1. MCPS enrollment is growing faster than the rest of the state COMBINED.

According to the Maryland State Department of Education, September enrollment in MCPS grew by 15,036 students between 2005 and 2014.  Over that period, public school enrollment in the rest of Maryland SHRANK by 543 students.  MCPS’s absolute increase and its growth rate (11%) were both first in the state.  Other systems are growing too (notably Howard and Anne Arundel) and all counties have maintenance requirements.  But in terms of new capacity needs, MCPS is in a category of one.

  1. MoCo gets less school construction money from the state per student than all but a handful of other counties.

Over the five-year FY13-17 period, MoCo received $201.7 million in state aid for school construction, just ahead of Baltimore County and tops in the state.  That’s a substantial amount of money.  But relative to its September 2014 enrollment, MoCo’s construction aid per student ($1,306) ranked 18th of 24 jurisdictions.  MoCo had 18% of the state’s public school students but received just 13% of state construction dollars, the biggest gap in the state.

  1. The state’s funding formula discriminates against school construction in MoCo.

The state finances a percentage of eligible costs for school construction projects approved for state aid with the local jurisdiction paying the rest.  MoCo is one of seven jurisdictions for which the state covers 50% of funding for school projects approved by the Board of Public Works, the lowest rate available.  Other jurisdictions including Prince George’s (63%) and Baltimore City (93%) receive much higher cost splits.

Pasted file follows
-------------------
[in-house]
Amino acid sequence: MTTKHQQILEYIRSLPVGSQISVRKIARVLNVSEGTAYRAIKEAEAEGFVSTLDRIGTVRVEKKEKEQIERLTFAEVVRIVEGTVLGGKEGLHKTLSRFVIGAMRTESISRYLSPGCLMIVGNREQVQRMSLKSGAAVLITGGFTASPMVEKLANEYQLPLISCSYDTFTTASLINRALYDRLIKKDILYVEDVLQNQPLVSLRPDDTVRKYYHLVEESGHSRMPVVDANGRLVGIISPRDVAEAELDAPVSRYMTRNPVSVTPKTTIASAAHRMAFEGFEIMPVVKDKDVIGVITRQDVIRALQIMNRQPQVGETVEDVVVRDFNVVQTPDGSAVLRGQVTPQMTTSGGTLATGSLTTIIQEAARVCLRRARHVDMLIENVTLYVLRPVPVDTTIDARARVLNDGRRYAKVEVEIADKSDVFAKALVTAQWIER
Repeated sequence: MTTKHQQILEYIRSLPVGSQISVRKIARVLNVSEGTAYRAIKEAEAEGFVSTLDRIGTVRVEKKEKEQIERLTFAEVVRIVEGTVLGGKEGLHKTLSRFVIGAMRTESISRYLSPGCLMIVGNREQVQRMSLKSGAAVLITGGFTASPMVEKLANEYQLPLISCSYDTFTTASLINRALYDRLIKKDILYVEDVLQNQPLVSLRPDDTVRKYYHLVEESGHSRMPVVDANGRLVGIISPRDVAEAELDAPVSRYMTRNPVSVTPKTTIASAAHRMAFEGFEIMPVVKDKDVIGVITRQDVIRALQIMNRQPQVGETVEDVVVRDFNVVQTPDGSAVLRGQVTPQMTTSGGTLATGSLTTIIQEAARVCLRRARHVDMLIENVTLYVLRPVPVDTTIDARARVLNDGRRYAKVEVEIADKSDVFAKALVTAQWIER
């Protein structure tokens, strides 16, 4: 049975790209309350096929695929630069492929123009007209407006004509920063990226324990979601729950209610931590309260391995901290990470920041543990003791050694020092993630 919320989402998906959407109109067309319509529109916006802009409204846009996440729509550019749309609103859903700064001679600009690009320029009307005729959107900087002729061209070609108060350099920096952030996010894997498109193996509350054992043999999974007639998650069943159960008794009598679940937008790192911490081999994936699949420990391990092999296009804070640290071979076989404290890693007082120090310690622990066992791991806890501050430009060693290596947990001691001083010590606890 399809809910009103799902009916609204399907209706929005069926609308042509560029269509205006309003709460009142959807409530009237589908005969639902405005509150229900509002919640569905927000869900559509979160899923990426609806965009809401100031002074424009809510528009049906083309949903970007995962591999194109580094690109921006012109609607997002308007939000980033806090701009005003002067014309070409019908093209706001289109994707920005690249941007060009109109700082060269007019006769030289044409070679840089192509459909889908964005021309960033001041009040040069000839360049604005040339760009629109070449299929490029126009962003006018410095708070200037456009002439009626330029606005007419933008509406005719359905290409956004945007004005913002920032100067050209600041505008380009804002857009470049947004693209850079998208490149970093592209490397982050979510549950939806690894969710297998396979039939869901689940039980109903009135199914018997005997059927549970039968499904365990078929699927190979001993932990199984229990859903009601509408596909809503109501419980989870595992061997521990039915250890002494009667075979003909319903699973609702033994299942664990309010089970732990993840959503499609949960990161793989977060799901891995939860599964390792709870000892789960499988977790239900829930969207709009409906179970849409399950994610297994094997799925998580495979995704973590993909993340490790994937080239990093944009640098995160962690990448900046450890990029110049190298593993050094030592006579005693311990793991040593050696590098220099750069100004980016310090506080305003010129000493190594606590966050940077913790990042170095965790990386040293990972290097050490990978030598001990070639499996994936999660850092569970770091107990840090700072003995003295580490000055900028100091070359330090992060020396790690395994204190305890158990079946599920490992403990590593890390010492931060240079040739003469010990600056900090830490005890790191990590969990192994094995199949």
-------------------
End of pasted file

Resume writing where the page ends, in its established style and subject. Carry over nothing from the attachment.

1. State legislators from the City of Baltimore extracted a billion dollars from the state for their school construction program.

In 2013, Governor Martin O’Malley and the General Assembly’s presiding officers made passing a revenue increase for transportation a high priority.  Despite the fact that one of the projects to be funded was Baltimore’s $2.9 billion light-rail Red Line, city legislators withheld their votes until they got more money to rebuild their aging schools.  (City school enrollment fell between 2005 and 2014.)  The result was a new seven-year billion-dollar state aid program for city schools that greased the wheels for the transportation funding hike.  The city delegation’s work shows that significant progress can be made on this issue.

  1. MoCo residents are now paying a new tax hike in part to fund school construction.

Last May, the Montgomery County Council approved a recordation tax increase on home sales projected to raise $196 million over six years.  The council justified the tax hike on the grounds that $125 million of the money was supposed to be spent on school construction.  No recent media reports indicate that any other Maryland county has raised local taxes for the explicit purpose of financing school construction.

Disclosure: Your author’s son attends Flora Singer Elementary School in Silver Spring.  Despite opening just four years ago to relieve overcrowding at nearby Oakland Terrace, the school is already over capacity.

Share

Senate Votes $15 Million in Private School Vouchers

The Maryland Senate tacked in a conservative direction last week when it voted 25-18 to allow corporations to write off their taxes 60% of donations to authorized private school voucher programs. The Department of Commerce can award up to $15 million in credits to qualifying businesses per year.

The Department of Legislative Services estimates that it will cost an additional $140,355 to implement the program and then $108,400 annually to administer it beyond the ongoing $15 million in revenue lost to the State’s General Fund.

Democrats Split

All Senate Republicans voted for the bill. Among Democrats, 19 voted against the bill while 11 supported the legislation. Democrats who voted for the bill are: